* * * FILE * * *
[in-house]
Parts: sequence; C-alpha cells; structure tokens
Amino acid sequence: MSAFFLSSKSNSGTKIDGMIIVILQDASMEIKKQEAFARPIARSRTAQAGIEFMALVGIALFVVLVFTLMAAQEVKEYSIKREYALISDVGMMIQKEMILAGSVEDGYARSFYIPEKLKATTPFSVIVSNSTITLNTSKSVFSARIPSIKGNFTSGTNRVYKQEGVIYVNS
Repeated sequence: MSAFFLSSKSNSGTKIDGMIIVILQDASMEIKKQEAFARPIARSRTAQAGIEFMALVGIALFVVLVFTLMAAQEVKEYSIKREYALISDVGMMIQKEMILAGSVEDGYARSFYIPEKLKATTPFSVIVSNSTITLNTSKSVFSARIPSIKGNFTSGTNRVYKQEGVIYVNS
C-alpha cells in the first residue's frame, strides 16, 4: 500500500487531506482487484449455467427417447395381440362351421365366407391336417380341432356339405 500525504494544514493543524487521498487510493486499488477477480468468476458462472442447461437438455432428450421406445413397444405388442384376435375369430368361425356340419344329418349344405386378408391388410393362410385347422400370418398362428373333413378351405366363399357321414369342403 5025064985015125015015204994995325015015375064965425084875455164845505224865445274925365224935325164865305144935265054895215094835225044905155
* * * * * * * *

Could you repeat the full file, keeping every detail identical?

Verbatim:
[in-house]
Parts: sequence; C-alpha cells; structure tokens
Amino acid sequence: MSAFFLSSKSNSGTKIDGMIIVILQDASMEIKKQEAFARPIARSRTAQAGIEFMALVGIALFVVLVFTLMAAQEVKEYSIKREYALISDVGMMIQKEMILAGSVEDGYARSFYIPEKLKATTPFSVIVSNSTITLNTSKSVFSARIPSIKGNFTSGTNRVYKQEGVIYVNS
Repeated sequence: MSAFFLSSKSNSGTKIDGMIIVILQDASMEIKKQEAFARPIARSRTAQAGIEFMALVGIALFVVLVFTLMAAQEVKEYSIKREYALISDVGMMIQKEMILAGSVEDGYARSFYIPEKLKATTPFSVIVSNSTITLNTSKSVFSARIPSIKGNFTSGTNRVYKQEGVIYVNS
C-alpha cells in the first residue's frame, strides 16, 4: 500500500487531506482487484449455467427417447395381440362351421365366407391336417380341432356339405 500525504494544514493543524487521498487510493486499488477477480468468476458462472442447461437438455432428450421406445413397444405388442384376435375369430368361425356340419344329418349344405386378408391388410393362410385347422400370418398362428373333413378351405366363399357321414369342403 5025064985015125015015204994995325015015375064965425084875455164845505224865445274925365224935325164865305144935265054895215094835225044905155